3) Follow your passion, not your stats: Unless you plan to turn blogging into a career, don’t pay too much attention to the “stats” page. Although a sudden boost in viewership stats might give you a much-needed confidence boost during the earlier days of your blog, don’t rely on it too much for motivation. If you’re writing articles regularly, then the only type of motivation you can truly rely on is intrinsic motivation. This is what makes you search for ideas when you’ve got writer’s block, this is what keeps you coming back to your blog to add more to it.
In other words, you need to blog about something that matters to you, something that interests you and something that you care about. If you have these things, then people will be interested in what you write about. Yes, there might be less of them than if you’re blogging about “popular” subjects – but it is very much a “quality vs quantity” thing. Not to mention that, if you’re doing it properly, then the number on the “stats” counter shouldn’t matter to you because you’re having too much fun coming up with new stuff for your blog to care 🙂
For example, in the year or so after I got back into posting book reviews every 2-5 days – mostly as a way to motivate myself to get back into reading books again – my average daily viewing stats dropped a bit for a while. Yet, I kept writing book reviews because it is something that I really enjoy doing and it is something that kept me reading too. It was something that I had intrinsic motivation to do, which also results in higher-quality articles (since I can also learn lessons about writing from the novels I read, which I can use for my writing-based articles) than if I’d just abandoned books because they aren’t as “popular” as films, TV or videogames.
So, follow your passion, not your stats.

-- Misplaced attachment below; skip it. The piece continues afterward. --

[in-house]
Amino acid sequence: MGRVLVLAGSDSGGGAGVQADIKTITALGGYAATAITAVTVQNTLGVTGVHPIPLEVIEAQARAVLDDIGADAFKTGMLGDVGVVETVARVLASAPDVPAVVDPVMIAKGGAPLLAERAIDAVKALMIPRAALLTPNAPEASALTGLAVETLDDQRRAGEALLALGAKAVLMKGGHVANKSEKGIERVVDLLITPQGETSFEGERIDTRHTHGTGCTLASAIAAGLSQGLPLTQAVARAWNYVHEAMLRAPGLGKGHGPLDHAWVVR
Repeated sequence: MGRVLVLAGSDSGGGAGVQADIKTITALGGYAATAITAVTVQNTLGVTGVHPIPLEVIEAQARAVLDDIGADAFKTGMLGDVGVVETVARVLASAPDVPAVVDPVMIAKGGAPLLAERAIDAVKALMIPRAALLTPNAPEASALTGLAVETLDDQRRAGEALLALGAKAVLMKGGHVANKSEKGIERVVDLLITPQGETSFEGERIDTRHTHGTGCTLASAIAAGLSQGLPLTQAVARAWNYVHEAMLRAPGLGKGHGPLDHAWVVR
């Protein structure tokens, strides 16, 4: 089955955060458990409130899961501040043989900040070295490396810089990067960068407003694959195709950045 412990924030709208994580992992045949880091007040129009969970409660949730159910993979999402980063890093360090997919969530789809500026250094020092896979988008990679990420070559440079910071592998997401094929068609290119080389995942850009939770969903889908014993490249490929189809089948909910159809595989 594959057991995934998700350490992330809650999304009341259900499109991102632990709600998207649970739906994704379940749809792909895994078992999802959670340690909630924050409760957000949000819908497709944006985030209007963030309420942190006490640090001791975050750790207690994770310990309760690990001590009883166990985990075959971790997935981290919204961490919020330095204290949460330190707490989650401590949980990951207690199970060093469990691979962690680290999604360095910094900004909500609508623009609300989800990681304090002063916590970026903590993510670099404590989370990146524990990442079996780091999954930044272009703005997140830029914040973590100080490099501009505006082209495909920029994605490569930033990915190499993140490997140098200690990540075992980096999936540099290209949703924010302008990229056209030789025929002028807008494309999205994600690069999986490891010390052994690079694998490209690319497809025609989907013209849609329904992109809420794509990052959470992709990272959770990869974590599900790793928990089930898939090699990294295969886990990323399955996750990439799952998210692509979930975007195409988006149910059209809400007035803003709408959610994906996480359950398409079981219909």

4) Experiment, but know yourself: Between preparing last year’s anniversary article and the time of writing this article, I got a new (well, refurbished) computer. After about twelve years of using computers that would probably be considered slightly “low end” back in 2004-6, I found myself with a second-hand computer that was probably low-mid range back in 2013 🙂 Suddenly, all of my many complaints about the “sky-high” system requirements of modern indie games or the slow, creeping planned obsolescence of Windows XP didn’t matter any more. I was finally living in the future. Or, at least, the relatively recent past.
Of course, with a new computer, my first thought was gaming. And, for a while, game reviews started appearing here relatively regularly again. Although, as you’ve probably noticed, not that many of them have appeared over the past month or two. Because I always thought that reviews of modern games were something that “cool people” wrote, I was initially really overjoyed at the prospect of reviewing games that were less than a decade old.
Then, due to a combination of things, such as gaming starting to distract me from my reading, waiting ages for various games to go on sale and the fact that it usually takes longer to complete a game than to read a book, I eventually started to drift away from game reviews slightly.
Edit: Initially, my move away from posting game reviews quite as regularly was because I was more interested in reading books. But, in the time between preparing the first draft of this article and eventually posting it, I’ve found myself going through phases where I preferred reviewing films instead of books, phases where I reviewed slightly more “Doom II” levels than usual, phases when I’ve reviewed a few games, phases when I returned to reviewing books and phases when I didn’t really feel like reviewing stuff at all.
So, the lesson here is to experiment with new things if they interest you, but also to know yourself. There are more important things than being “cool” or “modern”.
Anyway, I hope that this was useful 🙂 Thanks for reading 🙂 I still can’t believe that this blog is seven 🙂